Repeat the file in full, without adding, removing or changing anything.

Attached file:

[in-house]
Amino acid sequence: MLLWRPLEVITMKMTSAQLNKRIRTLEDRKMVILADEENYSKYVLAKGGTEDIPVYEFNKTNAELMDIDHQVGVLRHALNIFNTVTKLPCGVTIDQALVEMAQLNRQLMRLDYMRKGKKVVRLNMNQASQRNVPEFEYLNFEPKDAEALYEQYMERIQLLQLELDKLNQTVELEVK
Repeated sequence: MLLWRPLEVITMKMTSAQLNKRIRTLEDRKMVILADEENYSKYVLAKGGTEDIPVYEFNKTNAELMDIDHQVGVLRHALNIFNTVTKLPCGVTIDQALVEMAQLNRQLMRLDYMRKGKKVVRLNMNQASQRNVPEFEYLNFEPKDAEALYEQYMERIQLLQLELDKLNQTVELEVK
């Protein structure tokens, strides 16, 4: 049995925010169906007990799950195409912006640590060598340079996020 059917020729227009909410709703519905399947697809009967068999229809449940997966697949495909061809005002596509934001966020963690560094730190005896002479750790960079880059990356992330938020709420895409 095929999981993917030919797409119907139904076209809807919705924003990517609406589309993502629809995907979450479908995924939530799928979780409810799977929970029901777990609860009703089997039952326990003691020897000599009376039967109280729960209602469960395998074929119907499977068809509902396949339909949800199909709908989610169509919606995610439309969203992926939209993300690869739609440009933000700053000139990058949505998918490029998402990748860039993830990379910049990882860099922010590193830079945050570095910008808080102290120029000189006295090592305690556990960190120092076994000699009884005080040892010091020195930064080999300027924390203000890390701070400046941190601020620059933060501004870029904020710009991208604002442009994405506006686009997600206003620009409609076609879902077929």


[in-house]
Amino acid sequence: MLLWRPLEVITMKMTSAQLNKRIRTLEDRKMVILADEENYSKYVLAKGGTEDIPVYEFNKTNAELMDIDHQVGVLRHALNIFNTVTKLPCGVTIDQALVEMAQLNRQLMRLDYMRKGKKVVRLNMNQASQRNVPEFEYLNFEPKDAEALYEQYMERIQLLQLELDKLNQTVELEVK
Repeated sequence: MLLWRPLEVITMKMTSAQLNKRIRTLEDRKMVILADEENYSKYVLAKGGTEDIPVYEFNKTNAELMDIDHQVGVLRHALNIFNTVTKLPCGVTIDQALVEMAQLNRQLMRLDYMRKGKKVVRLNMNQASQRNVPEFEYLNFEPKDAEALYEQYMERIQLLQLELDKLNQTVELEVK
């Protein structure tokens, strides 16, 4: 049995925010169906007990799950195409912006640590060598340079996020 059917020729227009909410709703519905399947697809009967068999229809449940997966697949495909061809005002596509934001966020963690560094730190005896002479750790960079880059990356992330938020709420895409 095929999981993917030919797409119907139904076209809807919705924003990517609406589309993502629809995907979450479908995924939530799928979780409810799977929970029901777990609860009703089997039952326990003691020897000599009376039967109280729960209602469960395998074929119907499977068809509902396949339909949800199909709908989610169509919606995610439309969203992926939209993300690869739609440009933000700053000139990058949505998918490029998402990748860039993830990379910049990882860099922010590193830079945050570095910008808080102290120029000189006295090592305690556990960190120092076994000699009884005080040892010091020195930064080999300027924390203000890390701070400046941190601020620059933060501004870029904020710009991208604002442009994405506006686009997600206003620009409609076609879902077929």